Are truffles mushrooms?
Fact

Truffles are Mushrooms. [This factoid is under debate, offer your comments below]

Are Truffles Mushrooms?

A truffle can generally be considered a type of mushroom under a definition that considers any spore bearing fruiting body of a fungi a mushroom. Under this definition, since a truffle is a fruiting body of a fungi, it can generally be considered a mushroom. This is generally true even though truffles grow below ground and don’t have a prominent stem or spore bearing surface like most other mushrooms. With that said, an argument can be made that truffles are not mushrooms and that not all fruiting bodies of fungi are mushrooms. For “true truffles” specifically, the argument says that since their spores grow on the inside (and require the truffle to be eaten to spread) that true truffles aren’t mushrooms. We will explore this logic below.[1][2][3][4][5]

TIP: As we point out below, the little chocolates that are called truffles are just fancy chocolates, they have nothing to do with fungus and aren’t mushrooms. That one is simple, the technicalities of the true truffle, not as much.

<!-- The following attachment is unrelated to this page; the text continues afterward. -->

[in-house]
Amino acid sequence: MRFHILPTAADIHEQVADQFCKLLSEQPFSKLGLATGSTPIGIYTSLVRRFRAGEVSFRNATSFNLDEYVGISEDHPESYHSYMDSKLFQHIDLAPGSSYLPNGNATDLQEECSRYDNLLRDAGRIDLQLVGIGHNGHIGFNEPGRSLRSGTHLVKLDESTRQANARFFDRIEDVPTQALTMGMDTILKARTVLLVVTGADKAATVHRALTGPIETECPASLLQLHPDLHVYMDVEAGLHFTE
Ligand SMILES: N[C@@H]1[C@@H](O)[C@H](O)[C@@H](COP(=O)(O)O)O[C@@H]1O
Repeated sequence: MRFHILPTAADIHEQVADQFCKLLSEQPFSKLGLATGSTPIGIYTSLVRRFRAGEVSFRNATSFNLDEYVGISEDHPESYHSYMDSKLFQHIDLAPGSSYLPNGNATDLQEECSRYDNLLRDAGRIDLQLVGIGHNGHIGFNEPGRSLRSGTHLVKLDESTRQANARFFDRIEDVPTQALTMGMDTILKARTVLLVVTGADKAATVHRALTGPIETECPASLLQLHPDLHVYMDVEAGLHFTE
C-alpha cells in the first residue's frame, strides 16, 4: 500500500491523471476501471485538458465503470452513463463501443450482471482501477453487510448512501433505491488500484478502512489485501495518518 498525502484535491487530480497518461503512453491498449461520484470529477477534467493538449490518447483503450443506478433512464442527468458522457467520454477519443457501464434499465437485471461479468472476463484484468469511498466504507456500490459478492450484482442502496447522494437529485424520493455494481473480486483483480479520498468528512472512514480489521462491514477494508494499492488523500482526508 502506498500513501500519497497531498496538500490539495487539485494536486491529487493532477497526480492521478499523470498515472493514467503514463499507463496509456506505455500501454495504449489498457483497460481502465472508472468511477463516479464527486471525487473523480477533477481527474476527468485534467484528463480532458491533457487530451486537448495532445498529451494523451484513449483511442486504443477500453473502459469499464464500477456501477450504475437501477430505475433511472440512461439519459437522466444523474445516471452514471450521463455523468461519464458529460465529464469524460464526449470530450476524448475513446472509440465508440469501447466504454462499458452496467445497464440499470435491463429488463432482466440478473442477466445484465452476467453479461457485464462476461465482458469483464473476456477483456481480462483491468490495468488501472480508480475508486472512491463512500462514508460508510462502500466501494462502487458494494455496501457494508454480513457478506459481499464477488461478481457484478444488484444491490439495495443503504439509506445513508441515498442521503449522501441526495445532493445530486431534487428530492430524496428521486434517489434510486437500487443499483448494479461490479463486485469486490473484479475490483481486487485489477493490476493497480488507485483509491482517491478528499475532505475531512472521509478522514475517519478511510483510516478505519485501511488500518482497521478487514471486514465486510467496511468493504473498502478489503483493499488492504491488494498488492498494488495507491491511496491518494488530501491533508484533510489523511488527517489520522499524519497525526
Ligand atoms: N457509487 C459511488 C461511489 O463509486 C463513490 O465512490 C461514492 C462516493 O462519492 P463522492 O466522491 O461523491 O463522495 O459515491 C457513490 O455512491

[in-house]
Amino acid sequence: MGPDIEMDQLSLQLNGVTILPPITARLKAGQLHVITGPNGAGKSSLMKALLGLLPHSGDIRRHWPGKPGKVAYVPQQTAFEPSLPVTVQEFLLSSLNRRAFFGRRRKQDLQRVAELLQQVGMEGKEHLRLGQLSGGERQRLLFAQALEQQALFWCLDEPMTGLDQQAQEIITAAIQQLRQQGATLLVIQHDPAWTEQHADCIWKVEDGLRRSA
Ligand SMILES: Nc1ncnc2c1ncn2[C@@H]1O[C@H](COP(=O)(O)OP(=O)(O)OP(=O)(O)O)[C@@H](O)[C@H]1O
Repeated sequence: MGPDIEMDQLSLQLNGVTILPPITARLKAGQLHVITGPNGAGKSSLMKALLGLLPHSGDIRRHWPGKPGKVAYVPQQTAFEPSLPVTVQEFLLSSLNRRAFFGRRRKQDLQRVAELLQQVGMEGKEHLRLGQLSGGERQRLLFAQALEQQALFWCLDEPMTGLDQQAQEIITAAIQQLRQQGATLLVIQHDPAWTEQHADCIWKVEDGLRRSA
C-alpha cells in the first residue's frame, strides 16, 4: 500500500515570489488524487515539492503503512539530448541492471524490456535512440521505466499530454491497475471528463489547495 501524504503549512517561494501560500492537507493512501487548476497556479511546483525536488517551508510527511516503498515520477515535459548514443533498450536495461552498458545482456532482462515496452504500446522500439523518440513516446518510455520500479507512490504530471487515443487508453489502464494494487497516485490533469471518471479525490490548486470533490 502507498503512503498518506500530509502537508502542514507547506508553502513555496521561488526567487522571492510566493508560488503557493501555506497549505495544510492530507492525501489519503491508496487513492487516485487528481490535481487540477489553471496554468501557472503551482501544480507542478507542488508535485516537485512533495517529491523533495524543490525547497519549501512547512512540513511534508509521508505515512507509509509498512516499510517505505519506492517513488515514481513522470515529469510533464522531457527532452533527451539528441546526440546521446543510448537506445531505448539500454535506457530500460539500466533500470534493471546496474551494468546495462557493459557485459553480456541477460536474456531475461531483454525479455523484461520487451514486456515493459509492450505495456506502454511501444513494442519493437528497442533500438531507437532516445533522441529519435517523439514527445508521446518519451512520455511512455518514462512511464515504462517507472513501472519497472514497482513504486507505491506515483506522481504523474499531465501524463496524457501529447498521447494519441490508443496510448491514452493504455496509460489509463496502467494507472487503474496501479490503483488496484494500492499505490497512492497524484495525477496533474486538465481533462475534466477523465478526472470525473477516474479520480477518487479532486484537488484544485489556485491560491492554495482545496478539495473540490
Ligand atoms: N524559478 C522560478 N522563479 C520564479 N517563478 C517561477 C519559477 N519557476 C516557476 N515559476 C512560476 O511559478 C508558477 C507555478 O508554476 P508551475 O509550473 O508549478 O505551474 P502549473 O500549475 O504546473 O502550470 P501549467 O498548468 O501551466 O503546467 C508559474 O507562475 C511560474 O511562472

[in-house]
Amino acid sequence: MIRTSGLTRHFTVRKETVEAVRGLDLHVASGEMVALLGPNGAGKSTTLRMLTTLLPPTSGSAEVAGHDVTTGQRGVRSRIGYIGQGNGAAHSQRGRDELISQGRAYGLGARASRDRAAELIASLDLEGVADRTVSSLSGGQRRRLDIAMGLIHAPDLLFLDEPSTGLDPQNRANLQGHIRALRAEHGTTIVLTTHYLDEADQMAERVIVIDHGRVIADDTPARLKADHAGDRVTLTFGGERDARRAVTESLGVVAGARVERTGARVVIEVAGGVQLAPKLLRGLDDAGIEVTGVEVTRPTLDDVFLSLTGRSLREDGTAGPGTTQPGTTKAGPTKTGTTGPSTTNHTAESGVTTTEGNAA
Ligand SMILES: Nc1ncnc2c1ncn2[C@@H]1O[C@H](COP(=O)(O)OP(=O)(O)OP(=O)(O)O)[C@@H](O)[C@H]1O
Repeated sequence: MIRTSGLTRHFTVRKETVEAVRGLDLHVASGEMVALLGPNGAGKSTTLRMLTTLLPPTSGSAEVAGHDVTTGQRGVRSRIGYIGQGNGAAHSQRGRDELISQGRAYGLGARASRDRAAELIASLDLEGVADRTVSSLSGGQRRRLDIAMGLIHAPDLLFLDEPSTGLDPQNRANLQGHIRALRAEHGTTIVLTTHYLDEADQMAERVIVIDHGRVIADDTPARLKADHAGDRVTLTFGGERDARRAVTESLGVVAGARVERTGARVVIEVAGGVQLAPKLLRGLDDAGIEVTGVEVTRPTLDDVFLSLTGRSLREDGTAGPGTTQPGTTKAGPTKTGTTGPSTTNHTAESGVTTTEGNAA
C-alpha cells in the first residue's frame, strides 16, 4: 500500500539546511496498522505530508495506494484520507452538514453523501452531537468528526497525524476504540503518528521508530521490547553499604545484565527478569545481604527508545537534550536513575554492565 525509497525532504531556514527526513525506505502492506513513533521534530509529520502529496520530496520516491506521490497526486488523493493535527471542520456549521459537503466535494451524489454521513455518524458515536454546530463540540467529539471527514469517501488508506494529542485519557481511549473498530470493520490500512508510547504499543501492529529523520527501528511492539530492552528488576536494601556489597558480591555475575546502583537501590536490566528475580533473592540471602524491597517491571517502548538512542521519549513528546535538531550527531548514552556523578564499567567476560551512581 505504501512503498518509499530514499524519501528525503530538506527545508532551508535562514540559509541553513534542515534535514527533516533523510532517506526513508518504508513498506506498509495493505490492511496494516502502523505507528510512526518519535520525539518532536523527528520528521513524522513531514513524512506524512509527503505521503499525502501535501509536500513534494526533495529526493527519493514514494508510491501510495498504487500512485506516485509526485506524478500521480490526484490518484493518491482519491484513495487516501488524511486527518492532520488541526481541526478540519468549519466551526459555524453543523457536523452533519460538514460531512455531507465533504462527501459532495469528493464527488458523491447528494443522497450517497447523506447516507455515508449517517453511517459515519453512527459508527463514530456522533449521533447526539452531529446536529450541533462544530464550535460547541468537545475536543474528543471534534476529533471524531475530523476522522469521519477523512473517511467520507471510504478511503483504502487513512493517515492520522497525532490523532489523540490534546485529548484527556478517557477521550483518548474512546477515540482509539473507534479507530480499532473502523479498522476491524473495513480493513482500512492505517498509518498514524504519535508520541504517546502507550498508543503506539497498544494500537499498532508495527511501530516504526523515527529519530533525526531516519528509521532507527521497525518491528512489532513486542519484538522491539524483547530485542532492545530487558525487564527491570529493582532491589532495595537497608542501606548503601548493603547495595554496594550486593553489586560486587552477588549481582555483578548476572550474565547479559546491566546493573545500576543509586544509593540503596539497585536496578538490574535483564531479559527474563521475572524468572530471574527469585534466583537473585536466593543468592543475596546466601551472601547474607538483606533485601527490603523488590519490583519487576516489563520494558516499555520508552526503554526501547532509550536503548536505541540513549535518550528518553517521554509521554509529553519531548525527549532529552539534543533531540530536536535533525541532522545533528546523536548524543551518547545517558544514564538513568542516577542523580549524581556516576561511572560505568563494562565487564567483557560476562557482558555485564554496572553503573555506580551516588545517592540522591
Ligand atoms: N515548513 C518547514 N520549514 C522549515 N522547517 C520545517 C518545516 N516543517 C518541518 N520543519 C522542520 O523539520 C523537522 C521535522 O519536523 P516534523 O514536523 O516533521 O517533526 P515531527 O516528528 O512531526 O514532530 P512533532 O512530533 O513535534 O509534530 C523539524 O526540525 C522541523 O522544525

Are All Truffles Mushrooms? – Are Both True and False Truffles Mushrooms Botanically Speaking?

With the above said, fungi is a large kingdom the includes molds, yeasts, and other non-mushrooms, and it is debatable whether we can truly refer to all truffles as mushrooms botanically speaking. Here is that logic applied to true and false truffles:

  • True truffles are a fungi from the phylum ascomycota (morels are also in this group), the fruiting bodies ascomycota are called ascocarps.
  • Meanwhile, false truffles are basidiomycota (coral mushrooms and other mushrooms are in this group).
  • Some have claimed that “true truffles” aren’t mushrooms because they bear their spores on the inside rather than outside (unlike false truffles). Under this definition true “ascomycota” truffles would not be mushrooms, but false “basidiomycota” truffles would be.
  • The question is, “is an edible subterranean fungus from the genus tuber, the order pezizales, the phylum ascomycota, and the kingdom Fungi, that acts as a mushroom culinarily a mushroom?”

Why Truffles are Technically Mushrooms